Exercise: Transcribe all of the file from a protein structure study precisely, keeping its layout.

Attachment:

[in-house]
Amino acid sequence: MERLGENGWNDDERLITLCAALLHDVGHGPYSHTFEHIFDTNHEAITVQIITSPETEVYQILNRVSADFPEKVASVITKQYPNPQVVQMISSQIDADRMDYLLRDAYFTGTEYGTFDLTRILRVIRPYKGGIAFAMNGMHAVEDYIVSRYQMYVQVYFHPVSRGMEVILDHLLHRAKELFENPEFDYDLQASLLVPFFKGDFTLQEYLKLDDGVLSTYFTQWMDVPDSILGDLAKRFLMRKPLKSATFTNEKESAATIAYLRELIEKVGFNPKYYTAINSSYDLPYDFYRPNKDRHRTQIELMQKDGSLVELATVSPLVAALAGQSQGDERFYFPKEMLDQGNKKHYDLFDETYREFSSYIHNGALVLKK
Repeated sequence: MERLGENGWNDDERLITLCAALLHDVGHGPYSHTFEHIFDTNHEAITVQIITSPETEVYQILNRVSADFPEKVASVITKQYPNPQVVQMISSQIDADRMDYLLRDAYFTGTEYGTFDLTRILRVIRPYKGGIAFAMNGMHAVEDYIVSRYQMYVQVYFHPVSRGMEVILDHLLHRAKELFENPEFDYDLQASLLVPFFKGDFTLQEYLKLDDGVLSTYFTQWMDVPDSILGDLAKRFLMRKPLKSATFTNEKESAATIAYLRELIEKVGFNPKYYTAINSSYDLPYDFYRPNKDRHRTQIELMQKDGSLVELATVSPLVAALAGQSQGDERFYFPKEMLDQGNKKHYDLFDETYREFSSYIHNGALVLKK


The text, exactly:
[in-house]
Amino acid sequence: MERLGENGWNDDERLITLCAALLHDVGHGPYSHTFEHIFDTNHEAITVQIITSPETEVYQILNRVSADFPEKVASVITKQYPNPQVVQMISSQIDADRMDYLLRDAYFTGTEYGTFDLTRILRVIRPYKGGIAFAMNGMHAVEDYIVSRYQMYVQVYFHPVSRGMEVILDHLLHRAKELFENPEFDYDLQASLLVPFFKGDFTLQEYLKLDDGVLSTYFTQWMDVPDSILGDLAKRFLMRKPLKSATFTNEKESAATIAYLRELIEKVGFNPKYYTAINSSYDLPYDFYRPNKDRHRTQIELMQKDGSLVELATVSPLVAALAGQSQGDERFYFPKEMLDQGNKKHYDLFDETYREFSSYIHNGALVLKK
Repeated sequence: MERLGENGWNDDERLITLCAALLHDVGHGPYSHTFEHIFDTNHEAITVQIITSPETEVYQILNRVSADFPEKVASVITKQYPNPQVVQMISSQIDADRMDYLLRDAYFTGTEYGTFDLTRILRVIRPYKGGIAFAMNGMHAVEDYIVSRYQMYVQVYFHPVSRGMEVILDHLLHRAKELFENPEFDYDLQASLLVPFFKGDFTLQEYLKLDDGVLSTYFTQWMDVPDSILGDLAKRFLMRKPLKSATFTNEKESAATIAYLRELIEKVGFNPKYYTAINSSYDLPYDFYRPNKDRHRTQIELMQKDGSLVELATVSPLVAALAGQSQGDERFYFPKEMLDQGNKKHYDLFDETYREFSSYIHNGALVLKK